Cuban Citrus Industry's Transition Into the International Free Market Arena 5 During 1995-96, the decision was made to downsize the total citrus acreage and to focus on increasing production efficiency due to limited availability of production inputs. This occurred in all production regions throughout the main Cuban island. However, the citrus planting at Vilorio in Guantanamo province was eliminated from commercial production. Also, the citrus operations on the Isle of Youth were mostly discontinued, with the juice processing and fresh packing facilities no longer operational. The downsizing on the Isle of Youth was partially due to hurricane Lily. In October 1996, the path of hurricane Lily (Figure 1) brought strong winds and rain to the island, resulting in heavy fruit loss and some damage to the citrus trees. The result of the land reforms can be seen from Figure 2. Total land area designated to citrus declined from almost 350,000 acres in 1990 to the current level of about 200,000 acres. The acreage distribution remains about 60 percent oranges and 30 percent grapefruit. More than 80 percent of the acreage is mature bearing trees. The downsizing, or concentrating, of citrus acreage into more productive units as well as the growing privatization of the UBPC cooperatives has apparently resulted in an increase in total citrus production. The average yield in Cuba, low when compared to Florida, increased annually since 1994. The per-acre yields increased annually from the 1994 low of 46 boxes per acre to 102 boxes per acre in 1997 (Table 5). Total citrus production peaked in 1990 at about 25 million boxes (Figure 3). Production declined to 12 million boxes in 1994 before the land utilization reforms were implemented. In 1997, total citrus production rebounded to just under 20 million boxes, or approximately 80 percent of the 1990 production level. Total production of oranges and grapefruit has accounted for more than 80 percent of the citrus production in Cuba during the 1990s (Table 6). Concluding Comments The 1990 dissolution of the Soviet Bloc ended the preferential barter-arranged prices paid to Cuba for its citrus exports. This market arrangement did not reflect the demands of a competitive market system that requires high fruit quality, efficiency in fruit handling and promptness of delivery. The lack of market expertise led to a reorganization of Cuba's citrus industry, which included joint ventures with foreign companies, downsizing the total citrus acreage, and organizing the state farms into "grower" cooperatives (UBPCs). The UBPC cooperative members have been given more control of the decision-making about what cultural inputs to use and are now allowed to retain the differences (profits) between the cost of inputs and the guaranteed prices paid by the Cuban government. Both the downsizing of the citrus acreage into more efficient units of production and the increasing privatization of the UBPC cooperatives have resulted in increased total citrus production. Initially, the market focus was exporting early-maturing fresh citrus primarily to Europe. However, due to the lack of essential production inputs, such as chemicals, growing and exporting quality fresh fruit was limited. Therefore, the recent focus in Cuba's citrus industry has been to develop the bulk concentrate citrus juice market. Citrus-processing facilities have been expanded and/or refurbished, and new joint ventures with foreign investors are intended to add new processing facilities in the citrus-growing regions. Cuba's citrus industry appears to have substantially recovered from the economic decline, which resulted from the 1990 dissolution of the Soviet Bloc. References Gonzlez, Armando Nova, Thomas H. Spreen, and Ronald P. Muraro. The Cuban Citrus Industry: An Assessment of Potential Market Opportunities After Lifting of U.S. Economic Sanctions. Proceedings of the "Role of the Agricultural Sector in Cuba's Integration Into the Global Economy and Its Future Economic Structures: Implications for Florida and U.S. Agriculture" conference in Washington, DC, March 1998. Muraro, Ronald P., and Thomas H. Spreen. "Recent Developments in the Cuban Citrus Industry." Proc. Fla. State Hort. Soc. 109(1996):110.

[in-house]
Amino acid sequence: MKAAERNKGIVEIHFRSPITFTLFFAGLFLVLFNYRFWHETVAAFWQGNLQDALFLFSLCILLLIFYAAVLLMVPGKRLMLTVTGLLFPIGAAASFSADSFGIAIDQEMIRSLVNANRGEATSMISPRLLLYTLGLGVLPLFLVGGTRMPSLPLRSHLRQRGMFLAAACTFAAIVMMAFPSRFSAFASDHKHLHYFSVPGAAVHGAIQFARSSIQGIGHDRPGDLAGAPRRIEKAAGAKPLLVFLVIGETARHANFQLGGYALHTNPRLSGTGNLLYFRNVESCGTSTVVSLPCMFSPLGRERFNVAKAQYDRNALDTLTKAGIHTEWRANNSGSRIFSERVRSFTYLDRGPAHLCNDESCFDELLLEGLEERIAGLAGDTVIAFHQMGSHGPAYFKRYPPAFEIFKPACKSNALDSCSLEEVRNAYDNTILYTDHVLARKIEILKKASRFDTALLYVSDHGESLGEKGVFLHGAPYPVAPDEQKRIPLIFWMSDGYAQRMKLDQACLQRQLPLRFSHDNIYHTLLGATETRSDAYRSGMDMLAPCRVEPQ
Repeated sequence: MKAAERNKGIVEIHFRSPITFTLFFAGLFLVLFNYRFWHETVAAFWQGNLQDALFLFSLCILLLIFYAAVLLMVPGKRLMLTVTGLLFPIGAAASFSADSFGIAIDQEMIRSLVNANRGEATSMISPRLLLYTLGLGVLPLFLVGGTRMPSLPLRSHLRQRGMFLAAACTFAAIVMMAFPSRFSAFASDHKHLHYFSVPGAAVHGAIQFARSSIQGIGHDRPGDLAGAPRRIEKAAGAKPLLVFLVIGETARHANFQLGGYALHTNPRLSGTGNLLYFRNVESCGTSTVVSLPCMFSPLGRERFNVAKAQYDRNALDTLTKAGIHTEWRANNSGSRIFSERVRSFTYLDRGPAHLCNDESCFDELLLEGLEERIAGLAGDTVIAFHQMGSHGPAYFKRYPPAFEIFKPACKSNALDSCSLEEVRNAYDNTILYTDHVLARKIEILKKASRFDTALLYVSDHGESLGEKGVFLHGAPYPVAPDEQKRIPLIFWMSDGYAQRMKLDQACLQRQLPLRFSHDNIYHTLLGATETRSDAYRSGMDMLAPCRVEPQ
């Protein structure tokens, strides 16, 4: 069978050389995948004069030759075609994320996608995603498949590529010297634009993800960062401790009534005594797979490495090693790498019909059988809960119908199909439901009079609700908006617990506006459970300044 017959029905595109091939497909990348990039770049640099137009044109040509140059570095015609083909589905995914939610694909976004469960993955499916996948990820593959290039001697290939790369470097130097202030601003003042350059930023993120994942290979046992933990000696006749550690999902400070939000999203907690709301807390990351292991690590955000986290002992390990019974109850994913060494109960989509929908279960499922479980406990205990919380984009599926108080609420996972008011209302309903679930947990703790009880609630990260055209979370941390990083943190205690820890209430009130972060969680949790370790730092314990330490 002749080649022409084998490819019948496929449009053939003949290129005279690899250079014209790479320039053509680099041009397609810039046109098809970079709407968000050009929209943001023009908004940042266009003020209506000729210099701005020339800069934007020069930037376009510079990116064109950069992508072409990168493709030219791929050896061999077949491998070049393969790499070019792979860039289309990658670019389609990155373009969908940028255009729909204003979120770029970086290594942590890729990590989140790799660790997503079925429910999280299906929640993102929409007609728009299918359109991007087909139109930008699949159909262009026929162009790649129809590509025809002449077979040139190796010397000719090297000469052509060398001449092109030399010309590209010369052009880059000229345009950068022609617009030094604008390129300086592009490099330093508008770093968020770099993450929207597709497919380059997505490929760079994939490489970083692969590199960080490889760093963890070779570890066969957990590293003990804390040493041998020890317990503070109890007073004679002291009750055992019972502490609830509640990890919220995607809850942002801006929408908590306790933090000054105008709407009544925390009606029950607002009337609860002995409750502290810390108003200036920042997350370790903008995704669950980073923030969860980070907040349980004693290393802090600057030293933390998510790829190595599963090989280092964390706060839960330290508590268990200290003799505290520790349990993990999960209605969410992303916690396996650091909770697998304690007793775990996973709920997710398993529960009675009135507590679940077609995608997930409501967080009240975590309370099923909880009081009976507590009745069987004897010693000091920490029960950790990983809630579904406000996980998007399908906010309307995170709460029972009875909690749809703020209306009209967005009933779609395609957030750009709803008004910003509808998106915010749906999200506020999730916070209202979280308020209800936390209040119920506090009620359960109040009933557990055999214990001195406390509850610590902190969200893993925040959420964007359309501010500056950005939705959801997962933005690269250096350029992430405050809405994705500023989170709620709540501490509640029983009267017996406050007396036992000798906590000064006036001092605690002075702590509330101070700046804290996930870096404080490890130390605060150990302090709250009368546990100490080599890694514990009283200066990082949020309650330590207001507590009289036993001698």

Cuban Citrus Industry's Transition Into the International Free Market Arena 6 Figure 2. Estimated Total Citrus Acreage in Cuba from 1990 through 1997.